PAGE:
No sooner were the garden centres allowed to open again, than I realised where most of my money goes: plants (books, too, but that’s for another day). Lessons had been learned; gardening and being outdoors proving vitally important to our collective mental health and wellbeing. So, they were able to stay open during the second lockdown, hooray. (I realise there is always online ordering, of course, but it’s not the same and, in my experience, can be unreliable.)
During the third lockdown, although the centres remained open, it became noticeable that the staff were outnumbering their customers and I worried they might have to close down completely again. There is something quite eerie and forlorn about an empty garden centre, tinny music piping over the serried ranks of bedding plants in their jaunty colourful pots, all waiting hopefully to be transported away to their new homes.
Now, at this busy planting time of year, the customers are returning and my own garden is slowly transforming and taking on its unique shape and hue once more. But there is another garden I know very well: one that belongs to my parents. One which I will be saying goodbye to much, much sooner than I would have liked.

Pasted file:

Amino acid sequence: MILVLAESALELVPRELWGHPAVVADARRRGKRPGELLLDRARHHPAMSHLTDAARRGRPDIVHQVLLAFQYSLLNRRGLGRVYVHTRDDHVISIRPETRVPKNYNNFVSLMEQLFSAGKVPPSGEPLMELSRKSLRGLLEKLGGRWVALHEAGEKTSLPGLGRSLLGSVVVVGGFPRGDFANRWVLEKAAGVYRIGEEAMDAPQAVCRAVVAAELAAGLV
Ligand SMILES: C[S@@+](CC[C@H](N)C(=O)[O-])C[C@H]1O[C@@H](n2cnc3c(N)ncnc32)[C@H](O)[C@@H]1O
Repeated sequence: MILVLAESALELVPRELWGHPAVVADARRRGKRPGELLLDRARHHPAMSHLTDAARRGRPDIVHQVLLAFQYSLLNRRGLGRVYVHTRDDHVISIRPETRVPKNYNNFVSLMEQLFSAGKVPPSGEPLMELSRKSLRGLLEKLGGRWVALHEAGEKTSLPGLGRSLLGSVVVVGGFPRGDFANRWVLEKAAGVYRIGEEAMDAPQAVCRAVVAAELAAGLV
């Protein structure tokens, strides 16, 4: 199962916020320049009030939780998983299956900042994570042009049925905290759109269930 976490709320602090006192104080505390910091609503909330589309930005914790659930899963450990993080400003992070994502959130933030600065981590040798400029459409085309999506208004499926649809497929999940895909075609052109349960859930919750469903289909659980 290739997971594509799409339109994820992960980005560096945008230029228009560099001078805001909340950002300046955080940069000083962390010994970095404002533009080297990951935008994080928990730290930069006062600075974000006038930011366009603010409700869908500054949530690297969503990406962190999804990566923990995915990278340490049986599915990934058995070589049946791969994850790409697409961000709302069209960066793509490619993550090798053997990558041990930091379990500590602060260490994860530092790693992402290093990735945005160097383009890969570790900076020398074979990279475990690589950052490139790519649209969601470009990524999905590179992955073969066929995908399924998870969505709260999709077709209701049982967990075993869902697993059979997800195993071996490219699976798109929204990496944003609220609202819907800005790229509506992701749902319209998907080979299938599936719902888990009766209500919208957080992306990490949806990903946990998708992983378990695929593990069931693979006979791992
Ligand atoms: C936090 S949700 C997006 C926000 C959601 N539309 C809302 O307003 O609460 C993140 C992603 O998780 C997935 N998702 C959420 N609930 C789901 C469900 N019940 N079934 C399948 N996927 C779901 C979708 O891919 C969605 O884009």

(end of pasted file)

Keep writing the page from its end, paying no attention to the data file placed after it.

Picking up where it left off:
Taking over its care has been my responsibility throughout this past year. It needed some love and attention and several rather gaping bare patches in the borders were begging to be filled. I have bought and planted many small shrubs and I pay a gardener to maintain it all for us. As a result, I think it has been transformed and quite possibly looks the best it ever has done.